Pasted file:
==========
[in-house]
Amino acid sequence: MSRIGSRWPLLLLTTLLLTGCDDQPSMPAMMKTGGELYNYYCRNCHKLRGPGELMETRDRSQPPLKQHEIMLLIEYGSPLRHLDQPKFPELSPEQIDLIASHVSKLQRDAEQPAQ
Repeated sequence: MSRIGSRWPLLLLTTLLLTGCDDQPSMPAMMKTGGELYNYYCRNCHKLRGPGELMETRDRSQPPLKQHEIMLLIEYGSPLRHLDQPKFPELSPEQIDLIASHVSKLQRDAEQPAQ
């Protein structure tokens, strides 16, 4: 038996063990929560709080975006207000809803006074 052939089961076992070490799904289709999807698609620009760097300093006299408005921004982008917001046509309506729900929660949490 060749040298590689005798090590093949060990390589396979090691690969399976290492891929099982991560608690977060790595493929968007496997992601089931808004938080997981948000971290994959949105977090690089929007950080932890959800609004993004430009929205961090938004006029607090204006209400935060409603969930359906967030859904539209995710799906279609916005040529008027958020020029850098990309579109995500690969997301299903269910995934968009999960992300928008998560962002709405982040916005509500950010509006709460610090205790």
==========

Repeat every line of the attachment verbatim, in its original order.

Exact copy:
[in-house]
Amino acid sequence: MSRIGSRWPLLLLTTLLLTGCDDQPSMPAMMKTGGELYNYYCRNCHKLRGPGELMETRDRSQPPLKQHEIMLLIEYGSPLRHLDQPKFPELSPEQIDLIASHVSKLQRDAEQPAQ
Repeated sequence: MSRIGSRWPLLLLTTLLLTGCDDQPSMPAMMKTGGELYNYYCRNCHKLRGPGELMETRDRSQPPLKQHEIMLLIEYGSPLRHLDQPKFPELSPEQIDLIASHVSKLQRDAEQPAQ
């Protein structure tokens, strides 16, 4: 038996063990929560709080975006207000809803006074 052939089961076992070490799904289709999807698609620009760097300093006299408005921004982008917001046509309506729900929660949490 060749040298590689005798090590093949060990390589396979090691690969399976290492891929099982991560608690977060790595493929968007496997992601089931808004938080997981948000971290994959949105977090690089929007950080932890959800609004993004430009929205961090938004006029607090204006209400935060409603969930359906967030859904539209995710799906279609916005040529008027958020020029850098990309579109995500690969997301299903269910995934968009999960992300928008998560962002709405982040916005509500950010509006709460610090205790």